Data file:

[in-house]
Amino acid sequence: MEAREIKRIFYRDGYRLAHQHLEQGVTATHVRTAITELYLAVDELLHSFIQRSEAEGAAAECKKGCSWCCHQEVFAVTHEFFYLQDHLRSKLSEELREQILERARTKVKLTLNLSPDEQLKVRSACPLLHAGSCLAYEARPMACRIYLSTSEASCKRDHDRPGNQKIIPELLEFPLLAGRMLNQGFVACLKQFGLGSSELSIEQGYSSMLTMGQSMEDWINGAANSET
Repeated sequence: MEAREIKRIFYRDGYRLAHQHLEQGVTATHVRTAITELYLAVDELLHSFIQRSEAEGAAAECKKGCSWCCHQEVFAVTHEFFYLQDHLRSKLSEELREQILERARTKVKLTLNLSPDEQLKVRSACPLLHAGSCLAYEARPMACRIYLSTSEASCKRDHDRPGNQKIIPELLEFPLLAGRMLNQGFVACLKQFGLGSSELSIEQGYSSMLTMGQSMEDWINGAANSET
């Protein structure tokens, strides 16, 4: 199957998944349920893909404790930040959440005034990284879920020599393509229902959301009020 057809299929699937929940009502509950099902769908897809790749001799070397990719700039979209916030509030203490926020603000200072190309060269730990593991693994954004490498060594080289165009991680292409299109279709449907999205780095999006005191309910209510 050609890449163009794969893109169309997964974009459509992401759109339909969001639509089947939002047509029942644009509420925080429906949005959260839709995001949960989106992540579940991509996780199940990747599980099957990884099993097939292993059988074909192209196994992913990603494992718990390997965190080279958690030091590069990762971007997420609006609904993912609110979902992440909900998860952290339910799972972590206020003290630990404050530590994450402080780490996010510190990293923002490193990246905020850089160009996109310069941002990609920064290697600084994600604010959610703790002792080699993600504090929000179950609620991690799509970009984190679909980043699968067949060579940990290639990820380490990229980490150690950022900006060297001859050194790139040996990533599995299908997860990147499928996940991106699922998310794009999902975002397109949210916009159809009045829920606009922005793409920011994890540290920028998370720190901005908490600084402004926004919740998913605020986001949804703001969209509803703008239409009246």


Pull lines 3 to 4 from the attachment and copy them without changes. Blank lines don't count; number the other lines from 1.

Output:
Repeated sequence: MEAREIKRIFYRDGYRLAHQHLEQGVTATHVRTAITELYLAVDELLHSFIQRSEAEGAAAECKKGCSWCCHQEVFAVTHEFFYLQDHLRSKLSEELREQILERARTKVKLTLNLSPDEQLKVRSACPLLHAGSCLAYEARPMACRIYLSTSEASCKRDHDRPGNQKIIPELLEFPLLAGRMLNQGFVACLKQFGLGSSELSIEQGYSSMLTMGQSMEDWINGAANSET
């Protein structure tokens, strides 16, 4: 199957998944349920893909404790930040959440005034990284879920020599393509229902959301009020 057809299929699937929940009502509950099902769908897809790749001799070397990719700039979209916030509030203490926020603000200072190309060269730990593991693994954004490498060594080289165009991680292409299109279709449907999205780095999006005191309910209510 050609890449163009794969893109169309997964974009459509992401759109339909969001639509089947939002047509029942644009509420925080429906949005959260839709995001949960989106992540579940991509996780199940990747599980099957990884099993097939292993059988074909192209196994992913990603494992718990390997965190080279958690030091590069990762971007997420609006609904993912609110979902992440909900998860952290339910799972972590206020003290630990404050530590994450402080780490996010510190990293923002490193990246905020850089160009996109310069941002990609920064290697600084994600604010959610703790002792080699993600504090929000179950609620991690799509970009984190679909980043699968067949060579940990290639990820380490990229980490150690950022900006060297001859050194790139040996990533599995299908997860990147499928996940991106699922998310794009999902975002397109949210916009159809009045829920606009922005793409920011994890540290920028998370720190901005908490600084402004926004919740998913605020986001949804703001969209509803703008239409009246």